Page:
(3) Related to that last, am sharing Captain Awkward’s #514: Justifying Your Deviance From Ordinary In A Work Setting.

(4) More later!

It’s the little things.

The depression came up in a way I would honestly not have expected today.

I’ve got a cold.  A really pretty vicious one–I sound worse than Harold, all wheezy and cracked, and as shall shortly become apparent, I am having trouble focussing.  I made it out to the drugstore and got orange juice and tissues and Powerade and expectorant.  And then I came back, and I discovered that that cough medicine in question advises that I consult a doctor before taking it if I am taking medication for depression.

It turns out that it can have some really fun interactions with my meds; I couldn’t made sense of that, but I managed to find a couple of people who were very kindly willing to explain, and the short version is something like “your meds slow down metabolism of that drug, how do you feel about potentially extreme side-effects including seizures?”

One of them also suggested calling a medical professional to check, which was helpful because that possibility had honestly not occurred to me in my current state. Despite the label on the cough medicine saying “Talk to a doctor before using this product if…”

Yeah, I’m that level of sick-and-out-of-it.

Anyway, I got a callback from the doctor’s office, and it should be okay.

It’s just…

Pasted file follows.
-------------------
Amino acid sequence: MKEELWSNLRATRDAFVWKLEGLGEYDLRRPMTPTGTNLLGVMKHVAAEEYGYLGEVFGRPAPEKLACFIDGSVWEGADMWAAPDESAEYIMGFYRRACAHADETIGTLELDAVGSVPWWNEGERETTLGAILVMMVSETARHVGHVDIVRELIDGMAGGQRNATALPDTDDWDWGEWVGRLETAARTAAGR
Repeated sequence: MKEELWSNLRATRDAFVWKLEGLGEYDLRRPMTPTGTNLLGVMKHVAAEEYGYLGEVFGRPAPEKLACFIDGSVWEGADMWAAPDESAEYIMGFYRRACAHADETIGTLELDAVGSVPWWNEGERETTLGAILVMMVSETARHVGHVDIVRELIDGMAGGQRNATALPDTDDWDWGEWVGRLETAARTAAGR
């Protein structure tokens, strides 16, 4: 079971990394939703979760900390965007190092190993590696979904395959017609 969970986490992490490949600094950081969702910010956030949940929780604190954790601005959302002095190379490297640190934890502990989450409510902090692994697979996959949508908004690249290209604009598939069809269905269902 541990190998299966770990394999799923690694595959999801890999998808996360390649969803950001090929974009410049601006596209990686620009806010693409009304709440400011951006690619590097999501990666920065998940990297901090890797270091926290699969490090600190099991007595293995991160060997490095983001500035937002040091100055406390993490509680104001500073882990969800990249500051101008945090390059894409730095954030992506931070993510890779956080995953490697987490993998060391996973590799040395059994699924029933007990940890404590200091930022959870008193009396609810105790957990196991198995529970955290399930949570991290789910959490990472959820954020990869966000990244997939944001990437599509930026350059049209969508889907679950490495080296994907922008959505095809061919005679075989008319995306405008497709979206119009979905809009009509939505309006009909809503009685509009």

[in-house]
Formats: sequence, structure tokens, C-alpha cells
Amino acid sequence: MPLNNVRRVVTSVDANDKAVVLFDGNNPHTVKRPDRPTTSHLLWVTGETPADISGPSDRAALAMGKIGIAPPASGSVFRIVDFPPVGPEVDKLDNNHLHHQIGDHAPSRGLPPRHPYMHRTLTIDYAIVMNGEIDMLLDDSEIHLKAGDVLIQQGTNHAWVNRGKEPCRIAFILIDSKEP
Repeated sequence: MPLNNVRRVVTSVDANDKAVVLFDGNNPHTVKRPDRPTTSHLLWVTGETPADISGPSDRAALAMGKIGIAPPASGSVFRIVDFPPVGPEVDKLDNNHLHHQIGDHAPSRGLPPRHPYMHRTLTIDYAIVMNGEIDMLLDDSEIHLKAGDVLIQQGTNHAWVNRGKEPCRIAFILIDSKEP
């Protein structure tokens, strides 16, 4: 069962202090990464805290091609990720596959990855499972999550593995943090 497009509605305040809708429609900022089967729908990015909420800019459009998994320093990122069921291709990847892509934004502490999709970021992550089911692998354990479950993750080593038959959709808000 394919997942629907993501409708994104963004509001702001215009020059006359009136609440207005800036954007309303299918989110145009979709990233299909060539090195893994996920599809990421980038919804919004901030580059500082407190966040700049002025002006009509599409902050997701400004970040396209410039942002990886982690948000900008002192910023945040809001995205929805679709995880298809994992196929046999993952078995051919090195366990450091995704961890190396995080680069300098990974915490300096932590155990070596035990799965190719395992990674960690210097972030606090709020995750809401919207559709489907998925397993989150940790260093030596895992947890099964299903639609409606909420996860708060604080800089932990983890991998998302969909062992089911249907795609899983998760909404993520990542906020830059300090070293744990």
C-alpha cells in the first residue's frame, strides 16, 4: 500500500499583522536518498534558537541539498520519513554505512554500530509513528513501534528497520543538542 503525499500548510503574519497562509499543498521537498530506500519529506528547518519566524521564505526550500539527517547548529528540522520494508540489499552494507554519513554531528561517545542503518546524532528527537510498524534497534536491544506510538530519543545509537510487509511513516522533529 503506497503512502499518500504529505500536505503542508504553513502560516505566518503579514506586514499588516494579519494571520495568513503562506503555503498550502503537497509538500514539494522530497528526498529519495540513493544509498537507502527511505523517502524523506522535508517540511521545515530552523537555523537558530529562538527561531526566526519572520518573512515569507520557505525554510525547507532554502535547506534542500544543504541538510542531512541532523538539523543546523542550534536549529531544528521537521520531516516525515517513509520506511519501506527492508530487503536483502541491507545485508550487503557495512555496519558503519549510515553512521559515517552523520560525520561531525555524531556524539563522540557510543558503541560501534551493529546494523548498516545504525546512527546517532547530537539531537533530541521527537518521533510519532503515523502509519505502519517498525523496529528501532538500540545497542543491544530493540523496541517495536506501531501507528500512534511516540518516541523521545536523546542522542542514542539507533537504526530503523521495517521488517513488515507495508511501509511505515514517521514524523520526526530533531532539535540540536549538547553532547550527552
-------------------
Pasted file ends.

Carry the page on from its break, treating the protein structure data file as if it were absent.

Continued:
There’s a very good analogy about spoons that explains how you need to manage things, think about things that most people get to take for granted.  And I’m not saying that tripping up on taking cough medicine is the same as having Lupus!  But needing to check, consciously learning that I need to pay attention to labels (even in this state, where I looked at the label before buying the stuff and didn’t even register that bit until I got home), it’s a weird feeling.  A reminder that yes, this is part of my life and it’s going to mean paying attention, and sometimes the same condition that puts me in a state where I need to pay attention to things is going to be the condition that means I’m not able to do it.

It’s tiring, I guess.  I wish I had a better word.

(In the meantime, though, I have made sure that the light of my life has the information on exactly which drugs and at what dosage I’m on, readily to hand.  Between this and the “it should probably be fine”, I am going to stop sending energy on worrying and go drink a lot of orange juice.)

(stasis)

We have been sitting in the doctor’s office for an hour and five minutes now. It is boring. For the record.

Apparently we’re next in line, but I don’t know when that line is next moving forward. For the moment, this is largely a chance to practice typing on Swype.

There is one bonus; there is some kind of pseudo-Scrooge romcom movie playing on the waiting room, and John has said that he takes back everything bad he has ever said about my taste in the movies he watches with me.

And as soon as he starts editorializing on the movie, a get called in. Onwards!